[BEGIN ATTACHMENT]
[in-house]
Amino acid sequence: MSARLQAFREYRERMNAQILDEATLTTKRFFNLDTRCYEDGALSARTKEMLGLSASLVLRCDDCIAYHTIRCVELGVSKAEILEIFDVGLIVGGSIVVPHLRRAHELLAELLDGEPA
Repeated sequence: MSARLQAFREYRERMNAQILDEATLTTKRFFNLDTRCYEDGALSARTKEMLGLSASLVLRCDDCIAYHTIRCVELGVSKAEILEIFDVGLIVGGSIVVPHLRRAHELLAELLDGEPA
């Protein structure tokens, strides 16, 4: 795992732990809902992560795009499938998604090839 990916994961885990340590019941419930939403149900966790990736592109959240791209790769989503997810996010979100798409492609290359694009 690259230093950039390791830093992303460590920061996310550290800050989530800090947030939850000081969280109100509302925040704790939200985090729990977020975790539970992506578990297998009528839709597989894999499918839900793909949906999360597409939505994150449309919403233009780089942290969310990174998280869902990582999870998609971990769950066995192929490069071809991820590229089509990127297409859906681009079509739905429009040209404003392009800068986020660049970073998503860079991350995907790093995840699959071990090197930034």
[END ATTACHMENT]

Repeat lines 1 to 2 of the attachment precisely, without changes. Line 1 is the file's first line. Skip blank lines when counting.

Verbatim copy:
[in-house]
Amino acid sequence: MSARLQAFREYRERMNAQILDEATLTTKRFFNLDTRCYEDGALSARTKEMLGLSASLVLRCDDCIAYHTIRCVELGVSKAEILEIFDVGLIVGGSIVVPHLRRAHELLAELLDGEPA